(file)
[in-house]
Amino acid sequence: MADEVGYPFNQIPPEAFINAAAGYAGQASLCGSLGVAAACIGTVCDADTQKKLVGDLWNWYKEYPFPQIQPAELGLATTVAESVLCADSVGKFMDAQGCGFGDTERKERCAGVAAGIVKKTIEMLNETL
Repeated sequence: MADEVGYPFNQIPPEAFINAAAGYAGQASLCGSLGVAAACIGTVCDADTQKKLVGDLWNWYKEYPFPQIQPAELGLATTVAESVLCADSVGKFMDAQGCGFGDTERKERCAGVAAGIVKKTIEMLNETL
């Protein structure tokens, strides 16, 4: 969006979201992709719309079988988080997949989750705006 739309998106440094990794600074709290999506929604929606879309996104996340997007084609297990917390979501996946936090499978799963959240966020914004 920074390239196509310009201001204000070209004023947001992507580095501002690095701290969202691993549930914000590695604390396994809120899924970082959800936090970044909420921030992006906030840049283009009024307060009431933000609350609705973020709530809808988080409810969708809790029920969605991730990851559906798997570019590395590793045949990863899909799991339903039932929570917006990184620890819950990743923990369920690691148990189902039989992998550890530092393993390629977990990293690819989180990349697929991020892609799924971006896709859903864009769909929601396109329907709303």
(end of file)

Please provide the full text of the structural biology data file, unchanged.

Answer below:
[in-house]
Amino acid sequence: MADEVGYPFNQIPPEAFINAAAGYAGQASLCGSLGVAAACIGTVCDADTQKKLVGDLWNWYKEYPFPQIQPAELGLATTVAESVLCADSVGKFMDAQGCGFGDTERKERCAGVAAGIVKKTIEMLNETL
Repeated sequence: MADEVGYPFNQIPPEAFINAAAGYAGQASLCGSLGVAAACIGTVCDADTQKKLVGDLWNWYKEYPFPQIQPAELGLATTVAESVLCADSVGKFMDAQGCGFGDTERKERCAGVAAGIVKKTIEMLNETL
């Protein structure tokens, strides 16, 4: 969006979201992709719309079988988080997949989750705006 739309998106440094990794600074709290999506929604929606879309996104996340997007084609297990917390979501996946936090499978799963959240966020914004 920074390239196509310009201001204000070209004023947001992507580095501002690095701290969202691993549930914000590695604390396994809120899924970082959800936090970044909420921030992006906030840049283009009024307060009431933000609350609705973020709530809808988080409810969708809790029920969605991730990851559906798997570019590395590793045949990863899909799991339903039932929570917006990184620890819950990743923990369920690691148990189902039989992998550890530092393993390629977990990293690819989180990349697929991020892609799924971006896709859903864009769909929601396109329907709303």